It's just after nightfall as Anandrag Davinder, an outreach worker among Mumbai's mostly hidden community of gay men, wanders down a dark alley beside a busy railway station in Mumbai. His stop is a squalid row of urinal buildings where gay men go to meet, hidden from public view. The stench inside is overwhelming.
"This is a loo. This is a cruising center," Davinder says, stepping into the crowded, nearly pitch-black room. "All the gays are standing here only and saying, 'I like these guys. I want to do sex with this person.' "
India's Supreme Court is now weighing arguments by opponents and proponents of legal homosexuality. Same-sex relationships were decriminalized in 2009, but a number of political, social and religious groups are fighting to reinstate a colonial-era law that punished homosexual acts with prison time. Public health workers say legal recognition of India's gay community is critical in the fight against HIV and AIDS.
From NPR News, it's WEEKENDS on ALL THINGS CONSIDERED. I'm Guy Raz.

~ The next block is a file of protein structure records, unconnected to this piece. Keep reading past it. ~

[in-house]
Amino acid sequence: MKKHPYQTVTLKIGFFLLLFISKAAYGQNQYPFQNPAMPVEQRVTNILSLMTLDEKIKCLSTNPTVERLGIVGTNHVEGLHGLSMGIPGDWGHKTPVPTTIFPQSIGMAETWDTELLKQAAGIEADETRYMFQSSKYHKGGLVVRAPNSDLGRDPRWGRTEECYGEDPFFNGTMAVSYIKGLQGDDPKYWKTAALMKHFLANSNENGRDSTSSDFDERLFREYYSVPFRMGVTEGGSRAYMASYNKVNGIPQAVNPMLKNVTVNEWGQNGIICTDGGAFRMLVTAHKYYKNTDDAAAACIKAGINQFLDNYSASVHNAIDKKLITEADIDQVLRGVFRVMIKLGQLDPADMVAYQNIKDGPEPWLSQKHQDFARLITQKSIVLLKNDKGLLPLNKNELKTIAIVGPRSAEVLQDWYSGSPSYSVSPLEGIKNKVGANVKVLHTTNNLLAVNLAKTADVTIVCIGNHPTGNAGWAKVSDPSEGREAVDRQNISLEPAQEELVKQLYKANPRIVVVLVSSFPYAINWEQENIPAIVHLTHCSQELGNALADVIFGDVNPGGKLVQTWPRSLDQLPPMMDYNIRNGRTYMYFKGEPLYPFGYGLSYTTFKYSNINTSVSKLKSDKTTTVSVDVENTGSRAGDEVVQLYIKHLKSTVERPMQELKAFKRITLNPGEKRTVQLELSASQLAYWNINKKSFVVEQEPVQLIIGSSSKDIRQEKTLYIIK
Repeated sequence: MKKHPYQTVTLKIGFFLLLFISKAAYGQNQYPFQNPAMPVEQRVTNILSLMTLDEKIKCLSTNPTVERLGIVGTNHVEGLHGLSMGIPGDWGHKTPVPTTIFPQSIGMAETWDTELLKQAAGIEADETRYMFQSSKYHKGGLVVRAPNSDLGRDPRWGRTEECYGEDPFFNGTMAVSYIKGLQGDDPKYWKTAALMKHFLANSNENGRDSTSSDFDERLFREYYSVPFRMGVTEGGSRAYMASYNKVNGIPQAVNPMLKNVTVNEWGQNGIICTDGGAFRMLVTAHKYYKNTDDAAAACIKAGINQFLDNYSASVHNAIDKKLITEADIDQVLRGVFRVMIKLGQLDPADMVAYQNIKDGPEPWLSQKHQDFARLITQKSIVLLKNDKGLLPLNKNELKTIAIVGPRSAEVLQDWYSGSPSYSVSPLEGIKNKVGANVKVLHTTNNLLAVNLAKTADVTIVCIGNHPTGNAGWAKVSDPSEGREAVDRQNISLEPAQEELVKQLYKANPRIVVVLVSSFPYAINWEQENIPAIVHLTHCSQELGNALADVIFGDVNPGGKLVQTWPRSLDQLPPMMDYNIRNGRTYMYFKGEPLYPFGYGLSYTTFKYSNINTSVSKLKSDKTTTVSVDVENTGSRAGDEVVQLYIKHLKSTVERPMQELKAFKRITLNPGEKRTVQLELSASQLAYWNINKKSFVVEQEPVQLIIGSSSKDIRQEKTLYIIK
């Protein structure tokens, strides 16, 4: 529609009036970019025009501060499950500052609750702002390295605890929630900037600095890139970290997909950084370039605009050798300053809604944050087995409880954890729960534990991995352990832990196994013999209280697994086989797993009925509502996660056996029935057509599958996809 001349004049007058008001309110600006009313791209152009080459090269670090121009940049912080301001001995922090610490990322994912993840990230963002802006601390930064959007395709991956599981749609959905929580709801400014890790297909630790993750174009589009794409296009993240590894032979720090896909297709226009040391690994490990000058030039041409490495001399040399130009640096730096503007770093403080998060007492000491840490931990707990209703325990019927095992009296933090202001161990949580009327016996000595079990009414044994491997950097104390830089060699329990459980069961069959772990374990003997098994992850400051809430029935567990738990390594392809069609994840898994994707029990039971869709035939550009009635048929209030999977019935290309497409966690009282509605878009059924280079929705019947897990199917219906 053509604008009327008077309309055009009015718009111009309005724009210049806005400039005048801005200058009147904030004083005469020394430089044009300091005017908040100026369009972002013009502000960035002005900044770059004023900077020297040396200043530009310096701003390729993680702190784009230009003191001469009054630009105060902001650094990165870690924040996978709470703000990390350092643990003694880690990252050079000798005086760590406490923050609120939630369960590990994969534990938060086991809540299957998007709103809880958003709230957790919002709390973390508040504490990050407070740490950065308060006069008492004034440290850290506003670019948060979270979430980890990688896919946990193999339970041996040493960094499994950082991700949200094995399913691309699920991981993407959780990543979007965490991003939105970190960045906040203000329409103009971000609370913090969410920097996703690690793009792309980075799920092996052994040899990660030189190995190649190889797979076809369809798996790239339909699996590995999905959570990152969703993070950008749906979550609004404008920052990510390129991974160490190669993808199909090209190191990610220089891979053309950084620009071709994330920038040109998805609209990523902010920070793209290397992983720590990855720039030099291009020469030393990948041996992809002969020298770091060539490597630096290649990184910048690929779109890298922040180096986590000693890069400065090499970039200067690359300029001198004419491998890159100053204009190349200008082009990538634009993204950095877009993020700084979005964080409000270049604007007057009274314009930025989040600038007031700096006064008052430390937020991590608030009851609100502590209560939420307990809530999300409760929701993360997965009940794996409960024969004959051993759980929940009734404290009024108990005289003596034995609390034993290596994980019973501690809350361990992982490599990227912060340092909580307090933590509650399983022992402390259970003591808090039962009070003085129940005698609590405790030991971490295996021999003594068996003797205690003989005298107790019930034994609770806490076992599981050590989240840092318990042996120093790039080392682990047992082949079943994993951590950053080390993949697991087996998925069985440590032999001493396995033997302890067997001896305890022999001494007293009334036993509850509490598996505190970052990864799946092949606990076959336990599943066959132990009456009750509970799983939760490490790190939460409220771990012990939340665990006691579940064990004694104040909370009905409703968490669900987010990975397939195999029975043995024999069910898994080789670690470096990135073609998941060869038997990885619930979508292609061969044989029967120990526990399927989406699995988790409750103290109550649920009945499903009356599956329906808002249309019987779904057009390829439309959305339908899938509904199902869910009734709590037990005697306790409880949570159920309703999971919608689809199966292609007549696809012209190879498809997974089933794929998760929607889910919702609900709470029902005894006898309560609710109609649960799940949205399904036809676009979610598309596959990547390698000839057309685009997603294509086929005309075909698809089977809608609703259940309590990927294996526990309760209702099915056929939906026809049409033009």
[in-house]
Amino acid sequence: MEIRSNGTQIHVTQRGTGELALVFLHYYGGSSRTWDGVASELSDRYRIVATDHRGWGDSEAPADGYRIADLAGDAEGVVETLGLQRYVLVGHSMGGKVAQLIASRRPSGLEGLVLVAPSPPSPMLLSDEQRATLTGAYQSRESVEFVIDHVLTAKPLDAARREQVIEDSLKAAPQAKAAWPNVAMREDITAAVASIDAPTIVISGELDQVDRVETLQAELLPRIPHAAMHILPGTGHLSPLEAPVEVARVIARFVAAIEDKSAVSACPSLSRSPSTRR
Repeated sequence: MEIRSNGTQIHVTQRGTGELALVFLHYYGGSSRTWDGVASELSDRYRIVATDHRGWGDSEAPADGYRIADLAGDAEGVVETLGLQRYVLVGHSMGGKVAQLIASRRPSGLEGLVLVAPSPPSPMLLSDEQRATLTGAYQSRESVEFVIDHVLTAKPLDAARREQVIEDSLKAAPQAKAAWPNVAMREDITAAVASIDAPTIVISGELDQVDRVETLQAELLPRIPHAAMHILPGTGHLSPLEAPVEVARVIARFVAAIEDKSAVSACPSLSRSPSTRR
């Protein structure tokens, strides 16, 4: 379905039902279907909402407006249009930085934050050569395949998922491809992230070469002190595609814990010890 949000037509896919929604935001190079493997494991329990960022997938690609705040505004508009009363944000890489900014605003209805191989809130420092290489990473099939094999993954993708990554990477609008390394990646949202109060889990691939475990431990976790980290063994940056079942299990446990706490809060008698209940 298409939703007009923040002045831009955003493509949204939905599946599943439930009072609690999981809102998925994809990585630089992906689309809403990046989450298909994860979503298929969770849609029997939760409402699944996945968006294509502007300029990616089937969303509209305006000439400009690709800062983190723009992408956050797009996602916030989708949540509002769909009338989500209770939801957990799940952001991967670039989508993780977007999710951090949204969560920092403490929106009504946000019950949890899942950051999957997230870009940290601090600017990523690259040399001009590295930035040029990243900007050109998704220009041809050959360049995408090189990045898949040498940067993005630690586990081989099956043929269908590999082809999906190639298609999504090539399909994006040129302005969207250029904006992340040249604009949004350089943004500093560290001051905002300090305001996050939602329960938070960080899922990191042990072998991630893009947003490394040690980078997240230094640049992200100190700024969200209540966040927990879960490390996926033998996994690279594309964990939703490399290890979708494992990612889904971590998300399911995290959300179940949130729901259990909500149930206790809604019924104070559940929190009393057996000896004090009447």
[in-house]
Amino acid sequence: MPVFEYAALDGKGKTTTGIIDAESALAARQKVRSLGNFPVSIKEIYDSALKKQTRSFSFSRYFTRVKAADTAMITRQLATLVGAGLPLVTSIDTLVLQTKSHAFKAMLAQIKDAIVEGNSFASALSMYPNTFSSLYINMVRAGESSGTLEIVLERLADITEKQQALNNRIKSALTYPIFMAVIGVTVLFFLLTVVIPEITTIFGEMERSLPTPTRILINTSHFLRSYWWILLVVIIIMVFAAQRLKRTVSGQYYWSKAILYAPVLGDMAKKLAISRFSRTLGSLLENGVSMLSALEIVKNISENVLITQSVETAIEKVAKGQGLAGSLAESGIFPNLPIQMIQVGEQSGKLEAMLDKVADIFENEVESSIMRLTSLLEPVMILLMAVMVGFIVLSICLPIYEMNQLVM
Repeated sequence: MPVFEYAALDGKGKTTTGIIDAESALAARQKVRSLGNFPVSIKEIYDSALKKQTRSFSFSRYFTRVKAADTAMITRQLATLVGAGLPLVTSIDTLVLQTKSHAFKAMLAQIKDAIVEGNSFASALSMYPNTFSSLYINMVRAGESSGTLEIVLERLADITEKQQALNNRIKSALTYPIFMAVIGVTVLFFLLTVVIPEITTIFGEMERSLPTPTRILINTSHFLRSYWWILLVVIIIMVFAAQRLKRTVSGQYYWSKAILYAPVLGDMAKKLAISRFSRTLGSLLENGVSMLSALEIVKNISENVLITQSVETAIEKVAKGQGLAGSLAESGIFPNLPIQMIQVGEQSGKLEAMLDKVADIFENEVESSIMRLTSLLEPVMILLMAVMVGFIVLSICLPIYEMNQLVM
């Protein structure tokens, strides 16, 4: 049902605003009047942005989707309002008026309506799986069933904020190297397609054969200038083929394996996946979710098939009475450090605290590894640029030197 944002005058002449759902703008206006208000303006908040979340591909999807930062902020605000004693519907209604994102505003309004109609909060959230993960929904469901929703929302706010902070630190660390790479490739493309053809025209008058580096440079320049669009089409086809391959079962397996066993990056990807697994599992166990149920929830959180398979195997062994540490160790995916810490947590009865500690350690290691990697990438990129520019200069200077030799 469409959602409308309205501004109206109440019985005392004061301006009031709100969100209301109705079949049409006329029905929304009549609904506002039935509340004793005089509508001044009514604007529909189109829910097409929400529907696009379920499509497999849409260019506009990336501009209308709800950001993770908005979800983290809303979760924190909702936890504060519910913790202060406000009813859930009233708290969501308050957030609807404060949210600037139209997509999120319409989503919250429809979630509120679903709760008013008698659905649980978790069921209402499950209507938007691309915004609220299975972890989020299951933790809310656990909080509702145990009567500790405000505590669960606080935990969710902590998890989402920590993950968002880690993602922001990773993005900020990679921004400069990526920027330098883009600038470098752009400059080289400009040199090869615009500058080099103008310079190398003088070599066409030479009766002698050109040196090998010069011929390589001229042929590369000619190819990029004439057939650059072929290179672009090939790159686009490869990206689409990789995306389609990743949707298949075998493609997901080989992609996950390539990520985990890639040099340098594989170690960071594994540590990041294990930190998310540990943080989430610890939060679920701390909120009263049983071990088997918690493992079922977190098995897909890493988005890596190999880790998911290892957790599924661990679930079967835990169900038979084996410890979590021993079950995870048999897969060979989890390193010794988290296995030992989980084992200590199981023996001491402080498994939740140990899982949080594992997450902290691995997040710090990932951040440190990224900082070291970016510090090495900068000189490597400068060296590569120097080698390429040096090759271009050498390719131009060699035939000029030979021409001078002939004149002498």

For three days now, Mitt Romney's campaign has tried to steer the national conversation back to the economy. But the pressure to respond to President Obama's announcement in support of gay marriage has been intense. And this morning at a speech to students at Liberty University in Lynchburg, Virginia, Romney definitively spoke out.
MITT ROMNEY: Marriage is a relationship between one man and one woman.
In one of the most talked-about moments from the hit TV show Glee, Blaine declared his love for Kurt and then — they kissed.
Glee is just one of many popular shows on television right now that feature gay characters. Those characters aren't just entertaining us, they're changing Americans' attitudes toward homosexuality.
In five separate studies, professor Edward Schiappa and his colleagues at the University of Minnesota have found that the presence of gay characters on television programs decreases prejudices among viewers.